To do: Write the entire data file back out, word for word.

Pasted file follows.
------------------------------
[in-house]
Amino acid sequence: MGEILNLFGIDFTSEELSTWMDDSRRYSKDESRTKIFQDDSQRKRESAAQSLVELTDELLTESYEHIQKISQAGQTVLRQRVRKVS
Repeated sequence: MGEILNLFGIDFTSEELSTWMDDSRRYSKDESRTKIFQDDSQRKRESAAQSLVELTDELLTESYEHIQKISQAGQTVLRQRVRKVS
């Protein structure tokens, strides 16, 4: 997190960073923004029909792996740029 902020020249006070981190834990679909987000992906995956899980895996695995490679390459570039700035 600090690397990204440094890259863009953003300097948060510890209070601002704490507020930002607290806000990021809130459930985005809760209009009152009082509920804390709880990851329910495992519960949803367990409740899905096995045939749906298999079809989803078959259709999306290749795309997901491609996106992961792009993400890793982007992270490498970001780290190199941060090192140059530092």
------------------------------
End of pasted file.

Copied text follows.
[in-house]
Amino acid sequence: MGEILNLFGIDFTSEELSTWMDDSRRYSKDESRTKIFQDDSQRKRESAAQSLVELTDELLTESYEHIQKISQAGQTVLRQRVRKVS
Repeated sequence: MGEILNLFGIDFTSEELSTWMDDSRRYSKDESRTKIFQDDSQRKRESAAQSLVELTDELLTESYEHIQKISQAGQTVLRQRVRKVS
């Protein structure tokens, strides 16, 4: 997190960073923004029909792996740029 902020020249006070981190834990679909987000992906995956899980895996695995490679390459570039700035 600090690397990204440094890259863009953003300097948060510890209070601002704490507020930002607290806000990021809130459930985005809760209009009152009082509920804390709880990851329910495992519960949803367990409740899905096995045939749906298999079809989803078959259709999306290749795309997901491609996106992961792009993400890793982007992270490498970001780290190199941060090192140059530092």